Friday, February 16, 2018

Adar, Purim, The Month of Joy

I had a very different post in my head that I may write in the future, but since today is the first of the Jewish Month of Adar, 5778, I decided that it wouldn't be appropriate.

We'll be celebrating Purim in two weeks or less depending on where you live. Purim is a Jewish Holiday which celebrates Gd's presence even when we don't see Him directly. The Megillat Ester, Scroll of Esther, which is read twice each Purim day, doesn't mention the Name of Gd.  But if you read the narrative carefully, you see that Gd is protecting the Jewish People behind the scenes.

It's the real Holiday of Joy, because we are commanded to be optimistic and trust Gd. This is not to be done passively. Purim is not a holiday to stand on the sidelines. We must act, even fight if necessary. When we do fight, Gd will help us. We also must pray and help other Jews.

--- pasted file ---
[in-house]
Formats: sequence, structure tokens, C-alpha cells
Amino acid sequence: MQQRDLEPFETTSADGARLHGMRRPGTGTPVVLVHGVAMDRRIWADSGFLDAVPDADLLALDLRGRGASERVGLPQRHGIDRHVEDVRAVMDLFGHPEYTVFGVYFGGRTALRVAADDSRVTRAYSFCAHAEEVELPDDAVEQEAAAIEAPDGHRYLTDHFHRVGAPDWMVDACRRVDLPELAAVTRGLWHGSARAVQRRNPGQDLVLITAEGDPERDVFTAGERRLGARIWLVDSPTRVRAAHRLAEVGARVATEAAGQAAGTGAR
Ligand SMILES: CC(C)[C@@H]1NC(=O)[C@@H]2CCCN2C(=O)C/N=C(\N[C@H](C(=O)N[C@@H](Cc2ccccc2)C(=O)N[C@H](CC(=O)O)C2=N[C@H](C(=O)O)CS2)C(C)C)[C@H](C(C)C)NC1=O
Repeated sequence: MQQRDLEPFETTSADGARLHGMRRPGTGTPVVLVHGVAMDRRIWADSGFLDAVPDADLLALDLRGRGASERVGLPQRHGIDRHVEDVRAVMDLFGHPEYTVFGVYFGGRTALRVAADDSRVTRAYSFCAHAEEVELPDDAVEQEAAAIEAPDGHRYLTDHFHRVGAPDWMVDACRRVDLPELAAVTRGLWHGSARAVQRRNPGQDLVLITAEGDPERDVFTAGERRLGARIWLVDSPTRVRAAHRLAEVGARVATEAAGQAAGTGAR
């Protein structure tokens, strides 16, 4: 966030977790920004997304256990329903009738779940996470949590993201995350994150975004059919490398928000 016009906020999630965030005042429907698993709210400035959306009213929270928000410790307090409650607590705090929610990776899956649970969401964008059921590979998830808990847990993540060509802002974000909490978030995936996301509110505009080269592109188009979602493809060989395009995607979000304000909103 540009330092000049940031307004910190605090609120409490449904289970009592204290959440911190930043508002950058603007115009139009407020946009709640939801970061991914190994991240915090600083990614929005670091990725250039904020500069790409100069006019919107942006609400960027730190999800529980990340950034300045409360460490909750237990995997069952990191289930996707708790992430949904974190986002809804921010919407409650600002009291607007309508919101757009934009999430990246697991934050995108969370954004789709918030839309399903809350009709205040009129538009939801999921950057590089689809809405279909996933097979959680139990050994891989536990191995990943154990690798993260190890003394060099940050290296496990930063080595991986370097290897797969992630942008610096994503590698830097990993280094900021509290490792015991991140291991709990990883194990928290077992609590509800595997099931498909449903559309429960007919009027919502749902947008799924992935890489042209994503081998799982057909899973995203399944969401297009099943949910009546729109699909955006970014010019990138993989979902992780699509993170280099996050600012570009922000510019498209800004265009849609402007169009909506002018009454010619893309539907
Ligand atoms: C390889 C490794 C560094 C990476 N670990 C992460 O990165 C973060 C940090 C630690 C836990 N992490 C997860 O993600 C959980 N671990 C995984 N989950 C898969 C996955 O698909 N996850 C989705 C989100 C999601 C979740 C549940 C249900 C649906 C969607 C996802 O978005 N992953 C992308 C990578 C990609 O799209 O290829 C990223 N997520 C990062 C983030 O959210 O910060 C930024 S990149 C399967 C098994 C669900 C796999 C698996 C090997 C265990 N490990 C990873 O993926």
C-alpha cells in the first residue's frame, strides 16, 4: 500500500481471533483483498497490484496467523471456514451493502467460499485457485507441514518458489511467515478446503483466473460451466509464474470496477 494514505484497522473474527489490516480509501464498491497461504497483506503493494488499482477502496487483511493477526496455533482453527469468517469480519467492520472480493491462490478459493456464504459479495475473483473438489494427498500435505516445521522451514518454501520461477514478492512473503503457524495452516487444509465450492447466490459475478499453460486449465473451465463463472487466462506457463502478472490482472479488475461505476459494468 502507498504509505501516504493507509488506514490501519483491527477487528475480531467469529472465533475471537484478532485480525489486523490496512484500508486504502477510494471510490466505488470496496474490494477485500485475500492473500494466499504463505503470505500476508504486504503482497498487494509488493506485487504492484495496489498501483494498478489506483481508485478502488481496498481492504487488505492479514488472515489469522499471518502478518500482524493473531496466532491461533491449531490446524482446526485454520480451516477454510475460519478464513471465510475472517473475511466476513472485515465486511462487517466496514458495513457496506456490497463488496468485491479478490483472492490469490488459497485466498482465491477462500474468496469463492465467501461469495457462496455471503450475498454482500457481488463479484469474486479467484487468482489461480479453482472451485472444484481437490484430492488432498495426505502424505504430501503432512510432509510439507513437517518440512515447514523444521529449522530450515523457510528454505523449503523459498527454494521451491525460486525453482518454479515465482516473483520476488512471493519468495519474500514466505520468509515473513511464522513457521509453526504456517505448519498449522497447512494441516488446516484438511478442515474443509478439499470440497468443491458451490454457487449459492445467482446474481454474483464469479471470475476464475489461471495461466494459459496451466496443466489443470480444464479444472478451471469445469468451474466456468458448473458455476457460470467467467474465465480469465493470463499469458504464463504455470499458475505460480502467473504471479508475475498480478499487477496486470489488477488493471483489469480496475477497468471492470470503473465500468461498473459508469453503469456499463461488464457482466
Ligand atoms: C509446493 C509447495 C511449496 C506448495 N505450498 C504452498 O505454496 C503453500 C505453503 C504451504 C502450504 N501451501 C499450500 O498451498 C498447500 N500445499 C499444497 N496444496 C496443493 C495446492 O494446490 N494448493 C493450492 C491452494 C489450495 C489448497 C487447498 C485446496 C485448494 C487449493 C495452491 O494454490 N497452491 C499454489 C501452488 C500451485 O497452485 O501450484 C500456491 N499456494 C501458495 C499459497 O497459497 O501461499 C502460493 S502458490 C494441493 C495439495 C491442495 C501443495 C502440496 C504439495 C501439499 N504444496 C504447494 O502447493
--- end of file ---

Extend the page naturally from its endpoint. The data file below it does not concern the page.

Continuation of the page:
Here in Shiloh, we celebrate two days of Purim, the regular one and what's known as Shushan Purim, which is the following day. I've heard the Megillah read over 140 times since moving to Shiloh, and the readings were all very clear and easy to follow. We, the Jewish People, have been celebrating the holiday for thousands of years, one of the proofs that we are the People of This Land and of the Bible.

At the end of the Megillah, we're commanded to give food gifts to our neighbors, and we do it to this day. Every time I hear it, I feel totally connected to the narrative in the Megillah. We read and listen to the story and follow the commandments, the same as Jews did two thousand years ago.

"When Adar begins, joy enters..."


Mr. Cohen said...

Batya said:

"Here in Shiloh, we celebrate two days of Purim..."

my personal response:

I would like to see a list of places that celebrate two days of Purim.

Thanks to Batya for making me a Guest Contributor
to this blog. Certain articles that I wrote
are my personal favorites, and it gives me
happiness when I publicize them. Like these:

Greek NYC Jews and Syrian NYC Jews:

Ancient Roman historians connected Jews with the Land of Israel:

Rambam Rejected Childless Messiah:

Rambam vs. Reform Judaism:

Sephardic Jews REJECT Reform Judaism:

Quick quote from Famous Jewish
mega-donor about Jewish Continuity

Batya said...

Sorry, I'm not sure.